Back to TOP

Geostationary Universe - An Introduction

24th February 2014
Geocentric means World-centred. In particular, a geocentric universe is one in which the centres of the World and universe coincide.


In a GEOSTATIONARY UNIVERSE, the World does not rotate on an axis.
In a GEOSTATIONARY UNIVERSE, the World does not orbit the Sun.
Hence, in a GEOSTATIONARY UNIVERSE, the motions we see in the heavens are real.

In a HELIOCENTRIC SYSTEM, we are spinning at up to 1,039 mph about an axis, but this is supposedly indiscernible.
In a HELIOCENTRIC SYSTEM, we are hurtling around the Sun at 41.8 x the muzzle velocity of an AK-47, but this is supposedly indiscernible.
Hence, in a HELIOCENTRIC SYSTEM, we are taught that the motions we see are unreal and those that are real we cannot feel.


Ancient cosmologies were invariably geocentric, the main four of which being those due to Apollonius of Perga (c.262 - c.190 BC), Hipparchus of Nicaea (c.190 - c.125 BC), Claudius Ptolemy (Latinized form of Klaudios Ptolemaios, c.90 - c.168) and Tyge (Latinized as Tycho) Brahe (1546-1601).

Observational data throughout the ages indicates that the universe is in reality geocentric. In addition, elaborate physical experiments designed to demonstrate some alleged motion of the World have consistently produced a null result.

Cosmology is the area of physics which deals with the workings and structure of the universe as a whole.

Given that the World upon which we all live does not give any indication that it is moving, and that no experiment has ever demonstrated that the World moves around the Sun, or even that it rotates diurnally about an axis, we may simply attribute the motion of the Sun, Moon, planets and stars to those objects themselves, rather than to some multi-component, contorted movement of the World. Certainly, to a good approximation, the stars appear to go around us as if they are each attached to the inner surface of a huge celestial sphere, which is itself rotating from east to west on a celestial north-south polar axis.

Figure 1: The celestial sphere.

In some geocentric models of the universe, the Sun goes around the World every day, following a path in the sky called the ecliptic. The seasons are simply explained by the Sun traversing the ecliptic over a period of twelve months, such that the declination of the Sun (effectively a measure of its height above the celestial equator) will vary slightly from one day to the next. Contemplation of Fig. 1 will illustrate the mechanism by which the Sun reaches its highest position in the sky on the summer solstice, its lowest position on the winter solstice and that it crosses the equator at the points referred to as the vernal and autumnal equinoxes.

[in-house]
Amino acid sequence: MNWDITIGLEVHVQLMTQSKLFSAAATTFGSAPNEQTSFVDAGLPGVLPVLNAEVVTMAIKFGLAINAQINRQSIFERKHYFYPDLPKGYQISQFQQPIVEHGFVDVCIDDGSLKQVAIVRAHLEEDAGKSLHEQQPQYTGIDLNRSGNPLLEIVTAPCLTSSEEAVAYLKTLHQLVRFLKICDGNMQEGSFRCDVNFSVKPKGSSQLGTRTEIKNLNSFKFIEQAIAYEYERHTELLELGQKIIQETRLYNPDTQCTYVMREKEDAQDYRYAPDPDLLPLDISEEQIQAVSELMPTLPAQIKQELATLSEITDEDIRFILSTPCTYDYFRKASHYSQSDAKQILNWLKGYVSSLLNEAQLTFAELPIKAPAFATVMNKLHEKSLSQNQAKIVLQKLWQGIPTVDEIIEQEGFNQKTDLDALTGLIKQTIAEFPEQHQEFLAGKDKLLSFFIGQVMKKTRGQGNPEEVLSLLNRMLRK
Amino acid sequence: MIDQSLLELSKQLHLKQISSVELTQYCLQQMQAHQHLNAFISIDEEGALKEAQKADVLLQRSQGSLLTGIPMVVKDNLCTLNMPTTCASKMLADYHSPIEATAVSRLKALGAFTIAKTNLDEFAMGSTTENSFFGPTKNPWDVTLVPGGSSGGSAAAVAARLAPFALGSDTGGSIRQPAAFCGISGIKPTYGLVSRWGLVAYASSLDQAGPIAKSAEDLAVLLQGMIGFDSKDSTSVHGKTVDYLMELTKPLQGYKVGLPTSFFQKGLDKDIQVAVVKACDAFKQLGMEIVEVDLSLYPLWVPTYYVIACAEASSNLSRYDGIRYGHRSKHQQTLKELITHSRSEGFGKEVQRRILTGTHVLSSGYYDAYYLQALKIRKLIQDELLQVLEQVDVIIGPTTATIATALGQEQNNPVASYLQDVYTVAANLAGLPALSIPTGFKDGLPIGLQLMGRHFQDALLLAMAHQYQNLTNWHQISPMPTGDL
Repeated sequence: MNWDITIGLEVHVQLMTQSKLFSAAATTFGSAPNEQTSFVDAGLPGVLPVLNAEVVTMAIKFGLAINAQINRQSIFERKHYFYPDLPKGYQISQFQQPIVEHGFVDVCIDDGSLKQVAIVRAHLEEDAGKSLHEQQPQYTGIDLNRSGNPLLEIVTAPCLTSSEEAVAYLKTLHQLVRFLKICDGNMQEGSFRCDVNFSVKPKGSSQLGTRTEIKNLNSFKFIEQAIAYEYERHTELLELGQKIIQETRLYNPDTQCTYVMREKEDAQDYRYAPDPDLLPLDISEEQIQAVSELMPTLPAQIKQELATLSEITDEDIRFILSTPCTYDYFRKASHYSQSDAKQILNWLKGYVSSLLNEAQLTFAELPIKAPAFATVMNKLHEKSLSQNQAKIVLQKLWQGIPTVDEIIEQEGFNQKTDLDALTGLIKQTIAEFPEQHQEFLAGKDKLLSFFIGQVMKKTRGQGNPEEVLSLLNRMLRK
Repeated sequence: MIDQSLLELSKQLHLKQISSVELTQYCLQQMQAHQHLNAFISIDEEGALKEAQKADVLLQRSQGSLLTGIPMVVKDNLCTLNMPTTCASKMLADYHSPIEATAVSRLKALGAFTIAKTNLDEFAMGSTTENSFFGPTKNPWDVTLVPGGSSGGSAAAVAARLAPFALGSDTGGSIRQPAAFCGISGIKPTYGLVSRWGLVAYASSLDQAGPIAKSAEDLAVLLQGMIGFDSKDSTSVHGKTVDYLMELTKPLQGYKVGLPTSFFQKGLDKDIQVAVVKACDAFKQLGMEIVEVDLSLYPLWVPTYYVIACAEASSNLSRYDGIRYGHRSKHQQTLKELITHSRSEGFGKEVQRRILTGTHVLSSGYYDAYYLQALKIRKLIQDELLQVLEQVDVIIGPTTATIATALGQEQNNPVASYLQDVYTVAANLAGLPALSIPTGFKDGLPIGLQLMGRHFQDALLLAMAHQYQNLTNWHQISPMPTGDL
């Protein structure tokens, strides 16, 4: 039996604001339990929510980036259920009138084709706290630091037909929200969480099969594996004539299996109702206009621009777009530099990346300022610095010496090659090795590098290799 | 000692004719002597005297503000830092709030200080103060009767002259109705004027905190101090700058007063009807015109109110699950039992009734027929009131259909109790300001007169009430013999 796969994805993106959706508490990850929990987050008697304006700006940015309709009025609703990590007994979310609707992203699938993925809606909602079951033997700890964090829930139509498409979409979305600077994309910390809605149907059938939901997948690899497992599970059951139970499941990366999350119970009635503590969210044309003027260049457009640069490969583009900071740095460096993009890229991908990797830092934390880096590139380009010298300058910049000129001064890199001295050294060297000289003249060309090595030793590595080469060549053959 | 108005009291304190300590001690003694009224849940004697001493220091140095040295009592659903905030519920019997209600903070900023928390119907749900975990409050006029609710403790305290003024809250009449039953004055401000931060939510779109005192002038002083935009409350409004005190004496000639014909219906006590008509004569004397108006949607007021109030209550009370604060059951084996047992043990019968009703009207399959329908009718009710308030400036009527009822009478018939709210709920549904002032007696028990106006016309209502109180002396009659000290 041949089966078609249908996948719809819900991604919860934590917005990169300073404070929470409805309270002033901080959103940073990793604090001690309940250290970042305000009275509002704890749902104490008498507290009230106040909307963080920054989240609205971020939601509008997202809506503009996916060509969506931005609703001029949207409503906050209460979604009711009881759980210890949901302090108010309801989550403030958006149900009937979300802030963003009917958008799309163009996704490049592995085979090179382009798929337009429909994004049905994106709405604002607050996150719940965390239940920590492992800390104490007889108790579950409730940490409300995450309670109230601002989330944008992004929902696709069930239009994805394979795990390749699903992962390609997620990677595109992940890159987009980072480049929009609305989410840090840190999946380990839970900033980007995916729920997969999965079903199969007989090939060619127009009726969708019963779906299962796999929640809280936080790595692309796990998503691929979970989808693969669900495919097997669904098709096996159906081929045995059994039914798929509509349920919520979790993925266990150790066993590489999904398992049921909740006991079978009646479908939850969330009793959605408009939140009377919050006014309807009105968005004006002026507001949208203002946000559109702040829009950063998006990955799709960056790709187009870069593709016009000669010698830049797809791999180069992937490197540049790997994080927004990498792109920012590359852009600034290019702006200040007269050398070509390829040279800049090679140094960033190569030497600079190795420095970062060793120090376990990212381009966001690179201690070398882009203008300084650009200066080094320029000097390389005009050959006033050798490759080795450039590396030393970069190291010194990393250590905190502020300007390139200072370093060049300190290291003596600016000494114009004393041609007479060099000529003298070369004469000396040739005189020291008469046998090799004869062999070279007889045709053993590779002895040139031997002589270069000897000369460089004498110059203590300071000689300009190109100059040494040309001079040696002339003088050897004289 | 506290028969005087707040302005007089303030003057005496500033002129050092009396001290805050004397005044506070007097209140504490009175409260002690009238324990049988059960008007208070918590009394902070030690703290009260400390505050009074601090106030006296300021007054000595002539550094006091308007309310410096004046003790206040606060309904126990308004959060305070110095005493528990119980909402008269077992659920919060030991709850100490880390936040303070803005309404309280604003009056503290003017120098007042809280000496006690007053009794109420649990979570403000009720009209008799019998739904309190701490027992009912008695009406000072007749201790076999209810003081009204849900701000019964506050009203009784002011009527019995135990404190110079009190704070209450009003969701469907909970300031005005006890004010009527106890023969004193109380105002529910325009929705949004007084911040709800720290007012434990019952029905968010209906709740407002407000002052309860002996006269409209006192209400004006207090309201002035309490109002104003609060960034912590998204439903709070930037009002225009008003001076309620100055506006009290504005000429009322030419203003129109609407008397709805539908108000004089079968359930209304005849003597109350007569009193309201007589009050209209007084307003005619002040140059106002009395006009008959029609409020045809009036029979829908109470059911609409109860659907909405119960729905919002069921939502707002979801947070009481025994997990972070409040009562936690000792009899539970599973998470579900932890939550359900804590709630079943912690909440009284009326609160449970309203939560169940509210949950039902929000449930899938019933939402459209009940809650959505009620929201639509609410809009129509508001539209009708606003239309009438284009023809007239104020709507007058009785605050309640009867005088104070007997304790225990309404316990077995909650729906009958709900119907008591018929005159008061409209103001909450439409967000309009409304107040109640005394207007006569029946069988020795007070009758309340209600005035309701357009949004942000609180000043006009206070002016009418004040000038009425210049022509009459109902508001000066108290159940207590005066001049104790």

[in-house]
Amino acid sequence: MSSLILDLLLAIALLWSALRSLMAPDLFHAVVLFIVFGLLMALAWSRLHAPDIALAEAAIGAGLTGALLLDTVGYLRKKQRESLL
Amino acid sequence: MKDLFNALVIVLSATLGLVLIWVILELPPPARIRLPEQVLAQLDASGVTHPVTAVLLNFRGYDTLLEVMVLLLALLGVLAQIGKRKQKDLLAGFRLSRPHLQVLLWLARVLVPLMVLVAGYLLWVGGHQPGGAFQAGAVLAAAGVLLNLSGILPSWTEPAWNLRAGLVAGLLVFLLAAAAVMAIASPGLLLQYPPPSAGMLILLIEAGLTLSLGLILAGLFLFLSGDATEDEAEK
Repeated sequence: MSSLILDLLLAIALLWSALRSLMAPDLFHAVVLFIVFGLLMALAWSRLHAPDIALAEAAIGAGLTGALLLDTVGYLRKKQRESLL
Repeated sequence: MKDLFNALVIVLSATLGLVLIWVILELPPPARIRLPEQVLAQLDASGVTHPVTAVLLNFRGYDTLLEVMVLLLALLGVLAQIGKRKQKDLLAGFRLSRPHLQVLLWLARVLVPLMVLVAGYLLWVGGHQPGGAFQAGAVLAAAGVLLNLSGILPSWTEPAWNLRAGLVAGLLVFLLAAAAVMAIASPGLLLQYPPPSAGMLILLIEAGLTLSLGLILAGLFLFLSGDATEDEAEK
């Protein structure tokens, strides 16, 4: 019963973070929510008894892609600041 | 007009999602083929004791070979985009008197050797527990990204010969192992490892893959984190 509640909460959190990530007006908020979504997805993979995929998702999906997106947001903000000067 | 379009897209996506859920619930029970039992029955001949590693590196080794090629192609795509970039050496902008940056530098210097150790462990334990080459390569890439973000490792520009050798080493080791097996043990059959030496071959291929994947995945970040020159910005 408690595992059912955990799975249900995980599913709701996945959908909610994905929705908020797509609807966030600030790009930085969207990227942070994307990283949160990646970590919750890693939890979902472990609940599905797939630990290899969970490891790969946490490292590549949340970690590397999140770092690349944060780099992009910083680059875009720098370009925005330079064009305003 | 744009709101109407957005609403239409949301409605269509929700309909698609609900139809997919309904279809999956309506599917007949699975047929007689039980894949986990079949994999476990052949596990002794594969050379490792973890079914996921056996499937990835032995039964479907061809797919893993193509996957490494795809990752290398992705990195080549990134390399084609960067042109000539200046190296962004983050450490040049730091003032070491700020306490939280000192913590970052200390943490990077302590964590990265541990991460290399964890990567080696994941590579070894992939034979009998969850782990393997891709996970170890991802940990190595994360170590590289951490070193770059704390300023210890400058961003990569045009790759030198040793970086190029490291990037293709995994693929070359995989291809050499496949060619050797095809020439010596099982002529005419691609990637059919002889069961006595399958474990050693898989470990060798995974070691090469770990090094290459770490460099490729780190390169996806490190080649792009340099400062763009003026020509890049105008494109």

Some geocentrists, the most notable of which were three patriarchs of the Cassini family, maintain a central, but rotating, World. In this case, the Sun would still take twelve months to go once around the ecliptic and this would correspond to the time it takes to orbit the World.

The difference between the non-rotating-World and rotating-World geocentric models is that in the former the ecliptic itself rotates about the World in one sidereal day (23h 56m 4s), whereas in the latter the ecliptic is fixed on the non-rotating celestial sphere.

Cosmogony is the name given to research into the origin of the universe.

We are currently taught the notion that everything around us sprang into existence, of its own accord, between twelve and twenty milliard years ago via an explosion of everything out of nothing. However, the considered opinion of the primary authors of this website is that such a proposal is an untenable fairy-tale. In this respect, at least, we are in agreement with the prominent twentieth-century cosmologist, Professor Sir Fred Hoyle (1915-2001), who originally, and contemptuously, nicknamed this hypothetical explosion the "Big Bang" (after which he never referred to it by that name again).

 

Summary

Within a geocentric cosmology, the World is always positioned at the very centre of the universe (which means that the World is not a planet and it does not orbit the Sun).

Even though the concept is currently out of favour, there are several geocentric models of the universe which fit observational data. In some of these models the centrally-located World rotates about an axis, and in others it does not.